III. DISCUSSION

  Petitioner claims that the trial court error of refusing to admit the testimony of Ms. Griffin, attorney for the deceased witness Christopher Perrin, for purposes of impeaching Mr. Perrin's testimony was a violation of his right to a "fair trial and due process."*fn1 According to petitioner, Ms. Griffin was prepared to testify that Mr. Perrin informed her, while giving his preliminary hearing testimony, that he had in fact stolen the gun from petitioner's girlfriend and was himself involved in Moore's murder.

  The trial court found that Ms. Griffin's testimony was not legally admissible, based on Commonwealth v. Sandutch, 449 A.2d 566 (Pa. 1982), a Pennsylvania Supreme Court case, which held that subsequent recorded statements by an unavailable witness were inadmissible to repudiate previous statements incriminating the defendant. Trial Court Opinion (1994) at p. 13-15. The state court also stated in a footnote that it did not find Ms. Griffin to be a credible witness, given the conflict of interest that arose from her representation of petitioner's girlfriend. Trial Court Opinion (1994) at p. 14. While we defer to the trial court's interpretation of state law, the decision to exclude Ms. Griffin's testimony was contrary to and an unreasonable application of federal law, as follows.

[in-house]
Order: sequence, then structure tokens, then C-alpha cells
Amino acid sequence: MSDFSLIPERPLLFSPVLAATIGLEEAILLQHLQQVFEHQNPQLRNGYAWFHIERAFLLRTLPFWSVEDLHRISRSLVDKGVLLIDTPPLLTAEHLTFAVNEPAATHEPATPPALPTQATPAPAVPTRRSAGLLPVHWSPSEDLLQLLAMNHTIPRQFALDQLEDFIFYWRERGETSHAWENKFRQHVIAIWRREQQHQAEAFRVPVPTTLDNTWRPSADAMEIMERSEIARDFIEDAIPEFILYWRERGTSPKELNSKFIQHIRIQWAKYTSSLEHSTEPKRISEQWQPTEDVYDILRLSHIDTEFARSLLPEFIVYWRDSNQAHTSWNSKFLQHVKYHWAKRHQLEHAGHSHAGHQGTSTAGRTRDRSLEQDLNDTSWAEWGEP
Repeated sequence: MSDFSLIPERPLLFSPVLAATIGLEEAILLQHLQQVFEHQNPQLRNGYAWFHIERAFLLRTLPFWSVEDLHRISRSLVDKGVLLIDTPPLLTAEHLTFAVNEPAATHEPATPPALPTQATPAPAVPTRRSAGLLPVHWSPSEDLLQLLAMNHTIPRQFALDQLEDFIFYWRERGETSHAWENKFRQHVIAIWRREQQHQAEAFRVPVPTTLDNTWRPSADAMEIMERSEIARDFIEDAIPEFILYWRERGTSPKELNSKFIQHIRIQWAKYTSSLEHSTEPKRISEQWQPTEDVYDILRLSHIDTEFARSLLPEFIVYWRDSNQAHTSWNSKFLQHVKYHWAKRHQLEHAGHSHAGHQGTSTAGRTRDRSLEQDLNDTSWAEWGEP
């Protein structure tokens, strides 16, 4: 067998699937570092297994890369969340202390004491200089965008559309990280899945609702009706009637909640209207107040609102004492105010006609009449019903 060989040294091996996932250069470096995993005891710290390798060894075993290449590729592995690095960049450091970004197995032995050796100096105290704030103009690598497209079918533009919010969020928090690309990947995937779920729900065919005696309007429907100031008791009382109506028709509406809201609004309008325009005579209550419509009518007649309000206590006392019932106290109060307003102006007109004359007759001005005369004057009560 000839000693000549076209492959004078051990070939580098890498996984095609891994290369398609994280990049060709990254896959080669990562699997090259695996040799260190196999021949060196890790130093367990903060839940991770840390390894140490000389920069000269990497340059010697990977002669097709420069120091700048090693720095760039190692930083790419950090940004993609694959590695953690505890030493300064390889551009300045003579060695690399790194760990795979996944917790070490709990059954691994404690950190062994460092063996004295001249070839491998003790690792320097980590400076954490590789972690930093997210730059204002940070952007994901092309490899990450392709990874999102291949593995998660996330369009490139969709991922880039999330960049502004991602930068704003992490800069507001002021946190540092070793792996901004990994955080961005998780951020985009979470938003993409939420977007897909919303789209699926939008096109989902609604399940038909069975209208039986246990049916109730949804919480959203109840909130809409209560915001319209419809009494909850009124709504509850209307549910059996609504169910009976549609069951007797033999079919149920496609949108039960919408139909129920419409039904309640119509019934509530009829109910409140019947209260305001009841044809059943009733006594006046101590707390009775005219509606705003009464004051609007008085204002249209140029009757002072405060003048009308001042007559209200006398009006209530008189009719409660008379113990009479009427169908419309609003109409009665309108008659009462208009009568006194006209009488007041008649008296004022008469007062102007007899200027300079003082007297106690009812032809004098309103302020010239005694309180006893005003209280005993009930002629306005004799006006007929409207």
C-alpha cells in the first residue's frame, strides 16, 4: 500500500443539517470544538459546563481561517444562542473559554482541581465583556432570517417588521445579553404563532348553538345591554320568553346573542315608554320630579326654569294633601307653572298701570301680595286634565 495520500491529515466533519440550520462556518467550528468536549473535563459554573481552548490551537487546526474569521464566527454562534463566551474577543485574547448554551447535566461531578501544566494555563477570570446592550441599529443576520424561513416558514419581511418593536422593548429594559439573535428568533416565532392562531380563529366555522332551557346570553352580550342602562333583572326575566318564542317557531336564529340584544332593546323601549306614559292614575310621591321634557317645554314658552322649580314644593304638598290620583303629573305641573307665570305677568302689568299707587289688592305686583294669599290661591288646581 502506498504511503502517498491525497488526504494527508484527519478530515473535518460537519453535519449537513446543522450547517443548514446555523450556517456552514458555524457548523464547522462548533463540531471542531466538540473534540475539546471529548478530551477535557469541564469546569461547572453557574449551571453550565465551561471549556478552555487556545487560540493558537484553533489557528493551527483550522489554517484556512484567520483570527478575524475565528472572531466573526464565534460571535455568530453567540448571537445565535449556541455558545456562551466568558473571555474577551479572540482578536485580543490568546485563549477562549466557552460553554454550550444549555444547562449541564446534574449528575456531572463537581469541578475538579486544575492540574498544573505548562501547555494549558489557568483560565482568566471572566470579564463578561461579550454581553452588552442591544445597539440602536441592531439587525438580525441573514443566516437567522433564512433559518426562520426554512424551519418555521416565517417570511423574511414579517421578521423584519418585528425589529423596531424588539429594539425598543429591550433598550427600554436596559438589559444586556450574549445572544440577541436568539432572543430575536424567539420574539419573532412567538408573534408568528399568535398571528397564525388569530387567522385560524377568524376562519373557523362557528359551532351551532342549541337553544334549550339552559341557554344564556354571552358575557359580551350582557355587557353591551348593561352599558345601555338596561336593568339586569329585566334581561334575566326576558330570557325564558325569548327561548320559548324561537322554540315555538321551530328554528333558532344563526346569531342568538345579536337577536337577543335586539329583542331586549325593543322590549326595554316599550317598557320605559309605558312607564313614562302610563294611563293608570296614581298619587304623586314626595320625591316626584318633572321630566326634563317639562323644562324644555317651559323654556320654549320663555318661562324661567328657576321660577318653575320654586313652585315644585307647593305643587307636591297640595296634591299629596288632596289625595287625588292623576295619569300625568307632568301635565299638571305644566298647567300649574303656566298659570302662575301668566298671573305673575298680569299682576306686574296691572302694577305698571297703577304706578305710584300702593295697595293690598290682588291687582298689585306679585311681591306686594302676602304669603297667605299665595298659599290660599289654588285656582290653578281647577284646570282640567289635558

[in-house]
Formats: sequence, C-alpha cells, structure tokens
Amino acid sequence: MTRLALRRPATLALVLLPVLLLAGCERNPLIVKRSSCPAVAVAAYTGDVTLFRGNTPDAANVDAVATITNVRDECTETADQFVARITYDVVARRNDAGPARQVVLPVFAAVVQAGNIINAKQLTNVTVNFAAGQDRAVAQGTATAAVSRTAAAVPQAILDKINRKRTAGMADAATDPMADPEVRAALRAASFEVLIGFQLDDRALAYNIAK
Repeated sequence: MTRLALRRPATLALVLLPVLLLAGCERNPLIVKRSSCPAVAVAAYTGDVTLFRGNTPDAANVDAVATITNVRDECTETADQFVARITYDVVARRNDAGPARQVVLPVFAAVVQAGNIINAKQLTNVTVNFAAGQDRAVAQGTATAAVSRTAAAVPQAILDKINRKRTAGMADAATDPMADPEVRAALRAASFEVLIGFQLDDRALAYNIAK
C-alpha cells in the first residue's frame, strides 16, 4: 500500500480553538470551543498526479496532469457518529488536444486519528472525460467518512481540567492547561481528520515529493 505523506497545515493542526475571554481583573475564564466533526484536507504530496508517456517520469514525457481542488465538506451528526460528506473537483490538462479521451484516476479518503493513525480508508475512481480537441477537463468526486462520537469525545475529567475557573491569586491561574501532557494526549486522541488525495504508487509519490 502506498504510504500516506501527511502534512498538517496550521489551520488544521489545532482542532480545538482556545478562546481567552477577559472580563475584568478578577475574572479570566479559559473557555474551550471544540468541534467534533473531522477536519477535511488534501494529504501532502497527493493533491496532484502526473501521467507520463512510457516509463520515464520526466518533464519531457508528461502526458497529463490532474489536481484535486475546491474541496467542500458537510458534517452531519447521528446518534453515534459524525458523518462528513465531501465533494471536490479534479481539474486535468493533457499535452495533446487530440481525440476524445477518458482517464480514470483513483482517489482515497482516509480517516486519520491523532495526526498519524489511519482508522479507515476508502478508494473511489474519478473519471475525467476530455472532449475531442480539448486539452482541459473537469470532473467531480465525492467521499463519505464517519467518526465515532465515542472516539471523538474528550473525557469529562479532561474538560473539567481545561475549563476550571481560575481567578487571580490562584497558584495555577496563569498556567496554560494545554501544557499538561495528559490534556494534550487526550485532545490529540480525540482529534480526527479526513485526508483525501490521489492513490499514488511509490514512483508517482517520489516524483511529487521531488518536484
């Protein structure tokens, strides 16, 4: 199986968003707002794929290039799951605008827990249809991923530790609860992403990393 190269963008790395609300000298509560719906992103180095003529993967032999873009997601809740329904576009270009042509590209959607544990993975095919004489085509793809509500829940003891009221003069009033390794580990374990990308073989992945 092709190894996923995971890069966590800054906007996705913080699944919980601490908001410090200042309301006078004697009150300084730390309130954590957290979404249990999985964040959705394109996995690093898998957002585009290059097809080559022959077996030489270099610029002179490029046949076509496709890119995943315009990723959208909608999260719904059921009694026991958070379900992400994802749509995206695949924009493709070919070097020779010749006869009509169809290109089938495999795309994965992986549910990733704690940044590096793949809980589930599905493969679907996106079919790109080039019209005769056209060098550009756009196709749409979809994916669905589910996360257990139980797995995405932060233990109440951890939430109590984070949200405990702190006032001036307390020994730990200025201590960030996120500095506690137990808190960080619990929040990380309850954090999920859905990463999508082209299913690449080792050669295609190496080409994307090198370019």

State court evidentiary decisions are usually not cognizable on federal habeas review. However, when the state court error rises to a level of constitutional proportion it is proper for a federal court to review the evidentiary decision. Biasaccia v. The Attorney General of the State of N.J., 623 F.2d 307 (3d Cir. 1980). For example, in Biasaccia, the Third Circuit found that the prosecution's improper use of a co-conspirator's guilty plea rises to a level of constitutional proportion, such that the claim of trial court error was federally cognizable. Id. Biasaccia based its conclusion on "the concept of fundamental fairness inherently required in every criminal trial." Id. at 312 (citing U.S. v. Toner, 173 F.2d 140, 142 (3d Cir. 1949)). In applying the fundamental fairness standard, the Third Circuit explained, "a reviewing court must examine the relative probative and prejudicial value of evidence to determine whether its admission violated defendant's right to a fair trial." Lesko v. Owens, 881 F.2d 44, 51 (3d Cir. 1989), reh'g denied (1989).